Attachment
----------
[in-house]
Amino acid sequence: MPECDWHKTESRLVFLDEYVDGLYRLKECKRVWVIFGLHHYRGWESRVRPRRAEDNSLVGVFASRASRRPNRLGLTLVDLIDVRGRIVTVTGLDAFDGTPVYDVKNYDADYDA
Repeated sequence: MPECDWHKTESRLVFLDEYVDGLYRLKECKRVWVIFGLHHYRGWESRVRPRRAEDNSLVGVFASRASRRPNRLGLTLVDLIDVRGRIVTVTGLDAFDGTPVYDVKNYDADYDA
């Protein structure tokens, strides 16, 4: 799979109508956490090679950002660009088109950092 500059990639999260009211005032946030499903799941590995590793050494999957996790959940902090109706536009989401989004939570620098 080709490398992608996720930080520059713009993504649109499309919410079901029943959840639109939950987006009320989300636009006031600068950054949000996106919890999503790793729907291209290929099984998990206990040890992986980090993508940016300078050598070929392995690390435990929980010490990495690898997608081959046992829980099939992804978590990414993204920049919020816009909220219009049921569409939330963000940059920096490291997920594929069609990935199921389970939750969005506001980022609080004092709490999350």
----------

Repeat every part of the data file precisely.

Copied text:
[in-house]
Amino acid sequence: MPECDWHKTESRLVFLDEYVDGLYRLKECKRVWVIFGLHHYRGWESRVRPRRAEDNSLVGVFASRASRRPNRLGLTLVDLIDVRGRIVTVTGLDAFDGTPVYDVKNYDADYDA
Repeated sequence: MPECDWHKTESRLVFLDEYVDGLYRLKECKRVWVIFGLHHYRGWESRVRPRRAEDNSLVGVFASRASRRPNRLGLTLVDLIDVRGRIVTVTGLDAFDGTPVYDVKNYDADYDA
């Protein structure tokens, strides 16, 4: 799979109508956490090679950002660009088109950092 500059990639999260009211005032946030499903799941590995590793050494999957996790959940902090109706536009989401989004939570620098 080709490398992608996720930080520059713009993504649109499309919410079901029943959840639109939950987006009320989300636009006031600068950054949000996106919890999503790793729907291209290929099984998990206990040890992986980090993508940016300078050598070929392995690390435990929980010490990495690898997608081959046992829980099939992804978590990414993204920049919020816009909220219009049921569409939330963000940059920096490291997920594929069609990935199921389970939750969005506001980022609080004092709490999350």